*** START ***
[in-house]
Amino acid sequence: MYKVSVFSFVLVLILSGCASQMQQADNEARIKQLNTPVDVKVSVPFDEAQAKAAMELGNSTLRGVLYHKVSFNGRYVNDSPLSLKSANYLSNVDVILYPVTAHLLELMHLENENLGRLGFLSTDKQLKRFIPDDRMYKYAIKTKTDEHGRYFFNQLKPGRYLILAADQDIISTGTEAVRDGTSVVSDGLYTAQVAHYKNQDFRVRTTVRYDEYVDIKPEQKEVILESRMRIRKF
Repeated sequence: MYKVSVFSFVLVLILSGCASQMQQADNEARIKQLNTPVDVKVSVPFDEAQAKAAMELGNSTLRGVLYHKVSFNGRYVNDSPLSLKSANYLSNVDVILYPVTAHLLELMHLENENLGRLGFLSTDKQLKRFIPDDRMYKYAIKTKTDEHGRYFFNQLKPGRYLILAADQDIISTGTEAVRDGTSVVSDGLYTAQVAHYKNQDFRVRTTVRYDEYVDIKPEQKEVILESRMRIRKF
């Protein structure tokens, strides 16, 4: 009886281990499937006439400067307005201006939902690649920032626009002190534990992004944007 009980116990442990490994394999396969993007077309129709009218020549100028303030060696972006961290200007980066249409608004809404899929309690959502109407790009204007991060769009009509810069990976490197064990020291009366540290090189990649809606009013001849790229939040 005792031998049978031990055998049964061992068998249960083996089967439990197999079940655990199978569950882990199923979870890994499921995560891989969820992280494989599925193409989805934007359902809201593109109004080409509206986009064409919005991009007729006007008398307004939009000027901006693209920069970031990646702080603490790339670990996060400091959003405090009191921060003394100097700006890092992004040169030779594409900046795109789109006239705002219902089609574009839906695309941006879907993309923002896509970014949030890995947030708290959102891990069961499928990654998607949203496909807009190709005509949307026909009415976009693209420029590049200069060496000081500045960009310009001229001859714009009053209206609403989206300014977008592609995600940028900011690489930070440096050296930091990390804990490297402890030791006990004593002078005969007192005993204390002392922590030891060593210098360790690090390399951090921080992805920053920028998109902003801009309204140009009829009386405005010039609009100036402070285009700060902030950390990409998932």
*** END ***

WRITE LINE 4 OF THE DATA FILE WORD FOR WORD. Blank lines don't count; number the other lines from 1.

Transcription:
């Protein structure tokens, strides 16, 4: 009886281990499937006439400067307005201006939902690649920032626009002190534990992004944007 009980116990442990490994394999396969993007077309129709009218020549100028303030060696972006961290200007980066249409608004809404899929309690959502109407790009204007991060769009009509810069990976490197064990020291009366540290090189990649809606009013001849790229939040 005792031998049978031990055998049964061992068998249960083996089967439990197999079940655990199978569950882990199923979870890994499921995560891989969820992280494989599925193409989805934007359902809201593109109004080409509206986009064409919005991009007729006007008398307004939009000027901006693209920069970031990646702080603490790339670990996060400091959003405090009191921060003394100097700006890092992004040169030779594409900046795109789109006239705002219902089609574009839906695309941006879907993309923002896509970014949030890995947030708290959102891990069961499928990654998607949203496909807009190709005509949307026909009415976009693209420029590049200069060496000081500045960009310009001229001859714009009053209206609403989206300014977008592609995600940028900011690489930070440096050296930091990390804990490297402890030791006990004593002078005969007192005993204390002392922590030891060593210098360790690090390399951090921080992805920053920028998109902003801009309204140009009829009386405005010039609009100036402070285009700060902030950390990409998932």